With $217,500 in grants from the FRAXA Research Foundation, Dr. Karen O’Malley and team studied the function of mGluR5 when it is inside cells. The conventional wisdom has been that mGluR5 is active only at the surface of neurons, but Dr. O’Malley has shown that mGluR5 also functions inside cells. In fact, 90% of mGluR5 is in the interior of cells.
Many of the symptoms of fragile X syndrome (FXS) are thought to arise due to overactive metabotropic glutamate receptor 5 (mGluR5) signaling, which is normally opposed by the protein missing in FXS, FMRP. mGluR5 is an important neuronal receptor that controls proteins involved in modifying synapses, which are the bridges by which neurons communicate with one another. Through its involvement in remodeling synapses, mGluR5 has been implicated as a key player in many neurological processes, such as learning and memory.
Although receptors like mGluR5 are traditionally thought to initiate their signaling cascades from the cell surface, there is mounting evidence that intracellular receptors, located on membranes inside cells, are also physiologically active. However, studies of mGluR5 up to this point have focused solely on cell surface signaling, despite the fact that that up to 90% of mGluR5 is intracellularly located.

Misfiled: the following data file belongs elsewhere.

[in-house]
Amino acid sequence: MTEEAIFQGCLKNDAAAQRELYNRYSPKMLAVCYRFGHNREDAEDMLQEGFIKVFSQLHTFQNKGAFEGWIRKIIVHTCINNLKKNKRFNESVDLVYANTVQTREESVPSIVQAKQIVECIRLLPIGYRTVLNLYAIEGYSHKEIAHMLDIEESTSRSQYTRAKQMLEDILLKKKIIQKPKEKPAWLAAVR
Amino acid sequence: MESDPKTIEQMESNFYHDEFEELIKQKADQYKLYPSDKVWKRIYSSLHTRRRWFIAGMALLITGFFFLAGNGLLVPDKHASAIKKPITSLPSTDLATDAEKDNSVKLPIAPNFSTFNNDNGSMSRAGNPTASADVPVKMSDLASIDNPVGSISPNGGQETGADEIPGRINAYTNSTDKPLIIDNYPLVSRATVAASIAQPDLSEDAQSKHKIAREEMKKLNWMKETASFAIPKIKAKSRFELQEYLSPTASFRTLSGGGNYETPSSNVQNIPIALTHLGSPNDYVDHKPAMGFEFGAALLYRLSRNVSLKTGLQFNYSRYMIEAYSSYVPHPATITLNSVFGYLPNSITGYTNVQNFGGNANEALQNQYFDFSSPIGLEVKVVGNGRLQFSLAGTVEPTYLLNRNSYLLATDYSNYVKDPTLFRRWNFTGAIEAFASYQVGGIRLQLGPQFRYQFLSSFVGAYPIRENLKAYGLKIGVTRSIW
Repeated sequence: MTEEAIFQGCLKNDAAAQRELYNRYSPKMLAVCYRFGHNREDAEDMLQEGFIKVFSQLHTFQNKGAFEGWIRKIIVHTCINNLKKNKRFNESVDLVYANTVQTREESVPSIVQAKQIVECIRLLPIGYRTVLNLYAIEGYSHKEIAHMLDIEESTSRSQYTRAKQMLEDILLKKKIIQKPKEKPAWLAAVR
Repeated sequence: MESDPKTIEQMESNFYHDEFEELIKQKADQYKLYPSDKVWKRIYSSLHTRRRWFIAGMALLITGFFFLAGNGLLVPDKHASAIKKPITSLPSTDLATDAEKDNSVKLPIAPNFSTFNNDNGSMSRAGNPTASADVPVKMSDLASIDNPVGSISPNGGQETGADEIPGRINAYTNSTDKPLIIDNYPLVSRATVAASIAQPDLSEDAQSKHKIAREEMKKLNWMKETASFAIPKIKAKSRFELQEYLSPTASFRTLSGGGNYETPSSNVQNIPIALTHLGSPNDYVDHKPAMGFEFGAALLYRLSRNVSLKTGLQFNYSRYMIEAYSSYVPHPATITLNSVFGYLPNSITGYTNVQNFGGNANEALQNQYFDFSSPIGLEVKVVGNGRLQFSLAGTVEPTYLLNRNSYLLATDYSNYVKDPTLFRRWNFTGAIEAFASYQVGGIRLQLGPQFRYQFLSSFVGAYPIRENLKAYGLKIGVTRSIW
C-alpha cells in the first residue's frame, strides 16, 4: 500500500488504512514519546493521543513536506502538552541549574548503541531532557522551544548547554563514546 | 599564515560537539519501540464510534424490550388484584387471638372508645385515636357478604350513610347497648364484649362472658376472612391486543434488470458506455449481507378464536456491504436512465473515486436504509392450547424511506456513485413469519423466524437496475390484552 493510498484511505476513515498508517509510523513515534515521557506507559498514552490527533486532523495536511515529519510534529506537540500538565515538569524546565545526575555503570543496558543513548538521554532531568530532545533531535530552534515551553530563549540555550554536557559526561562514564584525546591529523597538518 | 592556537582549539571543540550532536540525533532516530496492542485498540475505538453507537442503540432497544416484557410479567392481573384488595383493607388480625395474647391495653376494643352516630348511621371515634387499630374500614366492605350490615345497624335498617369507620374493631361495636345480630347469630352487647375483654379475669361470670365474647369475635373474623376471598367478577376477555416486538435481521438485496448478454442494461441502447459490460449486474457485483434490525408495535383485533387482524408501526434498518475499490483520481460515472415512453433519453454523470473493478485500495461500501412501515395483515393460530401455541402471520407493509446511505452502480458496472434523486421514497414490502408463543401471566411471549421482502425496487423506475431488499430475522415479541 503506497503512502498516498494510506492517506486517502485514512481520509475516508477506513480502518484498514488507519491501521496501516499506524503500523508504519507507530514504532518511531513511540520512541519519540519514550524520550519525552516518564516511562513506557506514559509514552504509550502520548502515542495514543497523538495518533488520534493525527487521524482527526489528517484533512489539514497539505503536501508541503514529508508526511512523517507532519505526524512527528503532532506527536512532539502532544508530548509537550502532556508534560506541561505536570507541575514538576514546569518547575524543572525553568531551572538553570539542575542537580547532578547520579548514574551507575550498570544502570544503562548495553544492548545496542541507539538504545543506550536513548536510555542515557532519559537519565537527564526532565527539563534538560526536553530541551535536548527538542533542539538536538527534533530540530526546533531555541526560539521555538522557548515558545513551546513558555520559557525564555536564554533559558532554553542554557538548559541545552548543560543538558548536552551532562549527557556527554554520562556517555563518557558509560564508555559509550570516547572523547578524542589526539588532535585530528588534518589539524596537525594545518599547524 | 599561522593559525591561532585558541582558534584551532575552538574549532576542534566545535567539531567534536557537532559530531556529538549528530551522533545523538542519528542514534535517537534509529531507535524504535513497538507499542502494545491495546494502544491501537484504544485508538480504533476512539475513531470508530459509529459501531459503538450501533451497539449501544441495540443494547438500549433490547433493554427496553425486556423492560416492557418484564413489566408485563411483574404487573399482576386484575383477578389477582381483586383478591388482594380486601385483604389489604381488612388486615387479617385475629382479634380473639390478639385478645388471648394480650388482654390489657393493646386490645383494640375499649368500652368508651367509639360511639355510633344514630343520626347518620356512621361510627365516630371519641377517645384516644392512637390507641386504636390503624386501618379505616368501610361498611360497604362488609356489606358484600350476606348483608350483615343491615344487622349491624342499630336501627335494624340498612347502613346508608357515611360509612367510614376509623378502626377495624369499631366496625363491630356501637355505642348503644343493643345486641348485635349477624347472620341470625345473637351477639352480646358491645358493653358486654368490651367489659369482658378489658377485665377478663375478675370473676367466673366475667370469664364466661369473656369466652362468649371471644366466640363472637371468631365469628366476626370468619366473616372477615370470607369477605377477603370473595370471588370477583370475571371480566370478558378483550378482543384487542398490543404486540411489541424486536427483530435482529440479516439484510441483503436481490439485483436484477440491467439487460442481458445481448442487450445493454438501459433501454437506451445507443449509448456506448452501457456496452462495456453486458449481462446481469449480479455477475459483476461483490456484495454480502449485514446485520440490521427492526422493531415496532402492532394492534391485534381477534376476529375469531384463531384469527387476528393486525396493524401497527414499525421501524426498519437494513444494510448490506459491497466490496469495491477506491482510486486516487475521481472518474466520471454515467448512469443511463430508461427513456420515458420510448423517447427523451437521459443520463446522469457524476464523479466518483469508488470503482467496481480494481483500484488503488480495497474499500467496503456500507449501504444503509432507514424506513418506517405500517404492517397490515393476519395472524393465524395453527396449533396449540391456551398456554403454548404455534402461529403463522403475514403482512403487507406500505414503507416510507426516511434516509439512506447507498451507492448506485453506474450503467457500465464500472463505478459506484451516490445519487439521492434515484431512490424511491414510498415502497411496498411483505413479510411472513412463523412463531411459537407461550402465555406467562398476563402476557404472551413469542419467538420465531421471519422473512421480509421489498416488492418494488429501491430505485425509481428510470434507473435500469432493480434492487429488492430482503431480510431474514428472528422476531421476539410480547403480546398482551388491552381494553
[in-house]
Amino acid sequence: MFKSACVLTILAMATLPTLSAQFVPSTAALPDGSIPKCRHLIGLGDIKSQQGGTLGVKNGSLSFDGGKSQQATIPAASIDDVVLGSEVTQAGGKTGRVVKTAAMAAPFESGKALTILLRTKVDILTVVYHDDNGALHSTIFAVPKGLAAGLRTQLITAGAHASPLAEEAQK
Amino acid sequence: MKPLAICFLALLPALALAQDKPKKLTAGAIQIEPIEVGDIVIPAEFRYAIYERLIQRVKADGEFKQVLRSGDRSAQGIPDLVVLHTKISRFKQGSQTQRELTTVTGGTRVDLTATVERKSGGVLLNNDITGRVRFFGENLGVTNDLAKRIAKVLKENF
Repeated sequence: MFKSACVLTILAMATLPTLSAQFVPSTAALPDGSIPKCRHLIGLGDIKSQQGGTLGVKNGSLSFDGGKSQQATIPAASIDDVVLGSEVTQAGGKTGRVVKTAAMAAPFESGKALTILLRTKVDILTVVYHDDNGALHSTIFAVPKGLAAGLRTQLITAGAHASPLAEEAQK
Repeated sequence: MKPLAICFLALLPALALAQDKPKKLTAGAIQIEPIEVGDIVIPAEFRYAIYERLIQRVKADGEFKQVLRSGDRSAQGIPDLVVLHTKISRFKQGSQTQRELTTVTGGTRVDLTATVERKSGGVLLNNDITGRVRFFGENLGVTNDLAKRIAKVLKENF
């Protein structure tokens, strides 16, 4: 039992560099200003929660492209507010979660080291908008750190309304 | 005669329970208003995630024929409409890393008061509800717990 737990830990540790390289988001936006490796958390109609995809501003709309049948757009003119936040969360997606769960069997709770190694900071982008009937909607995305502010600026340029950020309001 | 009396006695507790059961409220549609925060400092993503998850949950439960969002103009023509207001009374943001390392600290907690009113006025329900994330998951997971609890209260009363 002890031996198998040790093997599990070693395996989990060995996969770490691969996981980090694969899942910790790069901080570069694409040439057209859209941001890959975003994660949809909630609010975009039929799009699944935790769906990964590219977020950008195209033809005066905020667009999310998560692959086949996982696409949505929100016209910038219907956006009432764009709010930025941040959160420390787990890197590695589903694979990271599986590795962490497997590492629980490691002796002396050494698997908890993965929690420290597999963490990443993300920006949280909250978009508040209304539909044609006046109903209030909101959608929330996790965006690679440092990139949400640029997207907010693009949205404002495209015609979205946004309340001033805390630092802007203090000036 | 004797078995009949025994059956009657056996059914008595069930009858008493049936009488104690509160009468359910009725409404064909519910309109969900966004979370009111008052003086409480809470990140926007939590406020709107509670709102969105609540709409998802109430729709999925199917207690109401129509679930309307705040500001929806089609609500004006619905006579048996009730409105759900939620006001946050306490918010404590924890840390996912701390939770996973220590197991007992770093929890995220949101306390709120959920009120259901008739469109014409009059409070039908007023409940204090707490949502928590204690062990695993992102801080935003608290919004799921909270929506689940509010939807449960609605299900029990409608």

To remedy this, our research concentrates on discovering the properties and functions of intracellular mGluR5 as compared to cell surface mGluR5. In additional, it is also essential to test the permeability of mGluR5 antagonists in order to determine whether they are acting at the cell surface mGluR5 alone or if they reach the inside of cells as well. By analyzing the roles of intracellular and cell surface mGluR5 in FXS and determining the permeability properties of mGluR5 antagonists, we hope to achieve increased specificity in targeting drugs to the appropriate cellular locations and thus improved treatment of FXS.
Researchers led by Dr. Karen O’Malley at Washington University School of Medicine in St. Louis published results of their work on mGluR5 and fragile X Syndrome.
Pharmaceutical companies have developed therapeutic compounds to decrease signaling associated with the mGlu5 receptor, moderating its effects on brain cells’ volume controls. But the compounds were designed to target mGlu5 surface receptors. In light of the new findings, the scientists question if those drugs will reach the receptors inside cells.
“Our results suggest that to have the greatest therapeutic benefit, we may need to make sure we’re blocking all of this type of receptor, both inside and on the surface of the cell,” said senior investigator Karen O’Malley, PhD.
Carolyn Ann Hogan, Graduate Student (2010-11)
Vikas Kumar, PhD, FRAXA Postdoctoral Fellow (2008-9)